20 Million Reasons to Focus on Security
This story sends a few shivers down the spine.
20 million (yep, million) people in South Korea have had their credit cards details stolen. That’s almost half the entire population.
The data was reportedly stolen by a single computer contractor who was working on behalf of the Korea Credit Bureau (I’m guessing they don’t work there anymore), and then sold onto phone marketing firms.
Along with credit card information, the data also reportedly contained personal details such as addresses, phone numbers, names, and social security numbers.
According to the BBC the contractor logged into the internal servers of three credit card firms – KB Financial Group, NongHyup Financial Group and Lotte Group to fetch the data, and then transferred it via (and I’m not making this up) a USB stick.
There’s a lot of things that are bizarre about this story – one, why wasn’t this kind of sensitive data encrypted? Two, how could one person single handedly cause so much trouble? They didn’t exactly get away with it (the contractor and several people from the marketing firms have been arrested) but the fact that nobody realised until after the deed was done is extremely alarming.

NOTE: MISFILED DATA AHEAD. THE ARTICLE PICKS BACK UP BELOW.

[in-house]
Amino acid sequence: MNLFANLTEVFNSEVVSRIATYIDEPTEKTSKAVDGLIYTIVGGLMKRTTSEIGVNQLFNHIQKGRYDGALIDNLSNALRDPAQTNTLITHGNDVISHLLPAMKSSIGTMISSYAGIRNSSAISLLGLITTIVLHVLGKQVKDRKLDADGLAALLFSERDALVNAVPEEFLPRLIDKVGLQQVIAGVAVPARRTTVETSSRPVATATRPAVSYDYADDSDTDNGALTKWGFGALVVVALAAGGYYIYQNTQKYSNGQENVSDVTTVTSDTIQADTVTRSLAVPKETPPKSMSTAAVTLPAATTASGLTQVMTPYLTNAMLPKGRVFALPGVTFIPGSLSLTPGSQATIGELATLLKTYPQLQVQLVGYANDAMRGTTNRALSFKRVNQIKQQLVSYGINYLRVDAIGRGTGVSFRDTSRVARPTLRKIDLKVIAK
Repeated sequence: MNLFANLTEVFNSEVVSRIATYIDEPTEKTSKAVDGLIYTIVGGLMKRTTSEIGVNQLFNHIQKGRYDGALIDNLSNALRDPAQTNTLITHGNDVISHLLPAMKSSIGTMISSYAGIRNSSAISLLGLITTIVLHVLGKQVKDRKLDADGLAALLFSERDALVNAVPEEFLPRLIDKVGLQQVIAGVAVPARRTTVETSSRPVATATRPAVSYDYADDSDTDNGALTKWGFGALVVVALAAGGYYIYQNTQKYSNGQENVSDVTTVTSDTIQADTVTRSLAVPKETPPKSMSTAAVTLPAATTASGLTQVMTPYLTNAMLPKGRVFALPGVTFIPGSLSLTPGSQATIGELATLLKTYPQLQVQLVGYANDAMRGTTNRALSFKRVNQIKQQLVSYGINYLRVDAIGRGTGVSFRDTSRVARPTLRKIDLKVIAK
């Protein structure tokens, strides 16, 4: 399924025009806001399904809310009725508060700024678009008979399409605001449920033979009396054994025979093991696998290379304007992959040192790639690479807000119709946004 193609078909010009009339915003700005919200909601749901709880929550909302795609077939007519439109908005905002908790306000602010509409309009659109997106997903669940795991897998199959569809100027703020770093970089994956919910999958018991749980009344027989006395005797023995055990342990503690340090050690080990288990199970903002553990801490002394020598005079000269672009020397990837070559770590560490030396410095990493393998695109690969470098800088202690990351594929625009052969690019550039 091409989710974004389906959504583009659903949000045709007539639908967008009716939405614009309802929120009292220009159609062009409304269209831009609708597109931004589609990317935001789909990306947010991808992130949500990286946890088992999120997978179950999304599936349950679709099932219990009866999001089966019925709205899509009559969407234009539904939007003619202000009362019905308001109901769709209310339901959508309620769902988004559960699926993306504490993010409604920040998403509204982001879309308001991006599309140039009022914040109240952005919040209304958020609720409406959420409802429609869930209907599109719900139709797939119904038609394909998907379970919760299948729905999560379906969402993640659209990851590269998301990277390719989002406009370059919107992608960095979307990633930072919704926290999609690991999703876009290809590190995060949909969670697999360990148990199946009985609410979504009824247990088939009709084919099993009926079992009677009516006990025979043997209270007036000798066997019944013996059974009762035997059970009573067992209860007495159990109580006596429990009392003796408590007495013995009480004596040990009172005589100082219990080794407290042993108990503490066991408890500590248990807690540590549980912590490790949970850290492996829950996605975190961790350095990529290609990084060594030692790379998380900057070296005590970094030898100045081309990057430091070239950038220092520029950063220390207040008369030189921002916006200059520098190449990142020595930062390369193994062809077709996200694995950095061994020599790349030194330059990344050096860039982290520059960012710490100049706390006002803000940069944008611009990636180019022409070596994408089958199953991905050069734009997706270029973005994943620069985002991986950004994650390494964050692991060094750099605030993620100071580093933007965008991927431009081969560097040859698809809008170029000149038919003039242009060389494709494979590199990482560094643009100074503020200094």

IT Security at its most basic comes in two different forms – procedural, and technical.
The procedural part is all creating policies and involving your staff in these policies, so they stand a good chance of spotting suspicious activity and flagging it up. The contractor who stole the data was obviously abusing his position, but simple things like, ‘Say, what are you doing with that USB stick?’ wouldn’t go amiss (see my blog on the Santander breach for more info on this).
It’s all about getting into good security habits. Things like changing your password on a regular basis, not writing down sensitive information and not disposing of paper properly. And, broader than that, becoming aware of what you’re not currently aware of (James Lyne, Sophos’ Director of Technology Strategy, could tell you a few harrowing facts about the sort of information your smartphone gives out if it’s ever connected to a wifi network).
The second part, the technical aspect, is not just about making sure that sensitive data is encrypted. It’s also about making sure you can see what’s going in and out of your system.
Though the Financial Services Commission have said they will cover any financial losses, I’m sure that will prove little comfort to the millions of people whose personal data has been shared.
It’s about being preventative instead of reactive, which unfortunately is the case here.